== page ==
President Theatre

111 Broad Street,
Manchester, GA 31816

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Showing 4 comments

retroalli on August 27, 2017 at 11:15 am

The link previously posted is incorrect. The correct website is:

Joe Vogel
Joe Vogel on November 9, 2008 at 1:01 am

I just noticed that although the President website gives 111 Broad Street as the address, and their map on this page shows it in the block north of 2nd Street, the Google Maps link places this address south of 3rd Street. Somebody in Manchester needs to get on Google’s case about their mis-location of the town’s addresses.

Joe Vogel
Joe Vogel on November 9, 2008 at 12:21 am

Although the New Georgia Encyclopedia article on architects Tucker & Howell refers to this house as the Manchester Theatre, I think the builder must have decided to name it the President before it opened. Also, it was open by 1935. Perhaps the encyclopedia’s construction dates of 1935-1937 refer to alterations in the latter year?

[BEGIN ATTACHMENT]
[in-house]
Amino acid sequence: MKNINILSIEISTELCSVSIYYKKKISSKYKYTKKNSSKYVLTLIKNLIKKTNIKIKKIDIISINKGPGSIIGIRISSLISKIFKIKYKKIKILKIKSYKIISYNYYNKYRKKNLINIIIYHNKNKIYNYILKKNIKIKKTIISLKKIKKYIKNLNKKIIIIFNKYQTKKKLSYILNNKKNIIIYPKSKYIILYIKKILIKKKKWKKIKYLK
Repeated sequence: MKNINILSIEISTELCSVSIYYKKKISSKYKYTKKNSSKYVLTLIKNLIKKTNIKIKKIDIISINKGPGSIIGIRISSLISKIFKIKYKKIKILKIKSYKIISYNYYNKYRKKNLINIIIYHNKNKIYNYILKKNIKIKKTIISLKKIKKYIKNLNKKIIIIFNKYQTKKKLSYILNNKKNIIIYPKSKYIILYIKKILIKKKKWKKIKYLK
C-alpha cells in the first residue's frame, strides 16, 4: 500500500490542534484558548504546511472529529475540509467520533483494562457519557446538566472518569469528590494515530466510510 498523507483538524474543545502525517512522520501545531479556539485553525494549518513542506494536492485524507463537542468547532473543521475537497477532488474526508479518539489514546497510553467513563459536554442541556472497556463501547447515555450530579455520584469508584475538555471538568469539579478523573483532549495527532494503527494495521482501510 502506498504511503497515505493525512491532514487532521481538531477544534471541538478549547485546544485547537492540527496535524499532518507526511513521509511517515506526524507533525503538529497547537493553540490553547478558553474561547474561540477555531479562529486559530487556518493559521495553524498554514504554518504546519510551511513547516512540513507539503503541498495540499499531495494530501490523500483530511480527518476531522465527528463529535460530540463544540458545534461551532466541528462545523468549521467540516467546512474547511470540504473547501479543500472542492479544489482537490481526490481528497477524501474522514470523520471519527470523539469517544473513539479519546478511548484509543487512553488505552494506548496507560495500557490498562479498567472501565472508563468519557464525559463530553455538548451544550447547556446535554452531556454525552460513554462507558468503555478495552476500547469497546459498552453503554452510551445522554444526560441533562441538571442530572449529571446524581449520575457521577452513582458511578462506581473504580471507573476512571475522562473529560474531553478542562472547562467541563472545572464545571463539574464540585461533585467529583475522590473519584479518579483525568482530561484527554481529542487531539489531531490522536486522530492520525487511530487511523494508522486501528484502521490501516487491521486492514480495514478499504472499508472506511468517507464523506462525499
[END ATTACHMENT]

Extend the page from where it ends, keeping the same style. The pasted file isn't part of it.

In any case, an article about the President Theatre appears in the Modern Theatre section of the November 16, 1935, issue of the trade publication, Boxoffice Magazine, with a small photograph of the exterior. It says President on the vertical sign.

The facade of the building featured four bays, defining three shop fronts and the theater entrance in an end bay. Above the theater entrance was a masonry and plaster tower painted in stripes and bands of black and white, and the theater’s vertical sign was attached to it. The tower was surmounted by a large ornamental lantern. The facade, box office and vestibule were covered in black and white Carrera glass.

The lobby featured a color scheme of red, black and silver, and had a terrazzo floor. Walls and ceilings of the auditorium (which was at right angles to the entrance, and had a small balcony) were covered in custom-made, fluted panels of Celotex (a synthetic board made of sugar cane residue.) The article doesn’t mention a color scheme in the auditorium.

The article names Oscar S. Oldknow, of Atlanta, as the owner of the building. Oldknow had become vice president of Fox Theatres in 1930, but I’ve been unable to find how long he remained associated with that company. By 1936, he had a house in Bel Air, California, which had been designed by theater architect S. Charles Lee. I don’t know if Oldknow had moved to California permanently by that time, or was prematurely bi-coastal.